Last month, I asked for your questions for a new series, called Ask A Feminist. I have now gathered together a few suggestions – from Facebook, Twitter and the comments thread on that post – and will be answering one a month with the assistance of a team of willing feminist volunteers. The first question is: How do we convince a wider demographic of young women that feminism is a real, continuing thing and not The Past?
Feminist #1 – Melaina
I don’t think we need to convince young women, we just need to talk to them. Most young women probably actually are feminists but just don’t realize it OR they are affected by objectification, discrimination and the wider patriarchy but just don’t realize it. I think as feminists it is our job to educate and support and not to judge. We can’t say that only one brand of feminism is better than any other. We are all in this together and if we all work together hopefully more young women will decide to claim their feminist identities.
Feminist #2 – Lori
As Melaina says, it’s all about education. Many young women don’t understand what feminism is really about and have no understanding of the broader issues. It’s not their fault if no one’s told them about the current size of the pay gap, the issues affecting women who are older/poorer/overseas, or that they don’t have to just accept being yelled at in the street for simply being female. Writing for Huffington Post about the backlash that ELLE magazine’s campaign to rebrand feminism received, Hannah Ewens said: “People do need to be educated. They need to be educated about feminism and what that means. The information should also be brought to them in as engaging a mode as possible, just as ELLE’s campaign does. […] They are making it more accessible, more understandable.”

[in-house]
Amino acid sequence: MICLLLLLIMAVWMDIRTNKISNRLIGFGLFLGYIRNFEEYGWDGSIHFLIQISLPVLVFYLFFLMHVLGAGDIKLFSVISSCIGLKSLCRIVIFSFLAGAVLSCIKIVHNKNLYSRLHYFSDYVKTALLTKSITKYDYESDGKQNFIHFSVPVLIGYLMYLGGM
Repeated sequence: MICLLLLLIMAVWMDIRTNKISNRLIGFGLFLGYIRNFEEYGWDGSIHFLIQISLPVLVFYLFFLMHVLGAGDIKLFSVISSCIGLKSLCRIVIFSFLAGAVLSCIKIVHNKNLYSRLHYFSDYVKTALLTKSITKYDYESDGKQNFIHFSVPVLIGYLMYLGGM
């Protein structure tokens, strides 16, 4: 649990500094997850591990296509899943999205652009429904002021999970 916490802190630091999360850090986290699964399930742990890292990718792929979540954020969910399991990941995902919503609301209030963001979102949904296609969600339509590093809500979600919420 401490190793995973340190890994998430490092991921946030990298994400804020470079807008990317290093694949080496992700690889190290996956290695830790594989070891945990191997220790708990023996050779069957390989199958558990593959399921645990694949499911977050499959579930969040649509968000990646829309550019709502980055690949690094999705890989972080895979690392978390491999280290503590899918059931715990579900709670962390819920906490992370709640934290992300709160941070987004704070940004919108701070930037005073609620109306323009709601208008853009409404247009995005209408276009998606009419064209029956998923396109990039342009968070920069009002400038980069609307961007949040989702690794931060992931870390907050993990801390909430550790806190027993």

Campaigns like ELLE’s rebrand and Everyday Sexism are slowly raising awareness amongst a younger demographic, but I think if we could educate some celebrities first, it might help to speed things along. What we need is someone like Ellen Page to speak to a few singers and movie stars who young women admire, and convince them that it’s not scary to call yourself a feminist… it’s necessary.
Feminist #3 – Claire
I think it’s important to talk more to young women about how feminism can have a direct impact on their lives. As far as I can tell the term feminism has a bad reputation, particularly among younger women – it is associated with being anti-men, with being humourless or with aggressive Internet debates. I think this is changing – high profile role models like Jennifer Lawrence and Beyonce standing up and saying they are feminists is important as are high profile campaigns like Everyday Sexism and No More Page Three which have engaged young women. We’re fighting a different fight these days, against more subtle forms of discrimination and as feminists we need to make young women feel welcome rather than telling them off for using the wrong language or claiming that being a feminist is incompatible with liking cupcakes or boys or makeup and so on. We also need to listen to their voices and make space for the causes that matter to them.
Image via lookhuman.com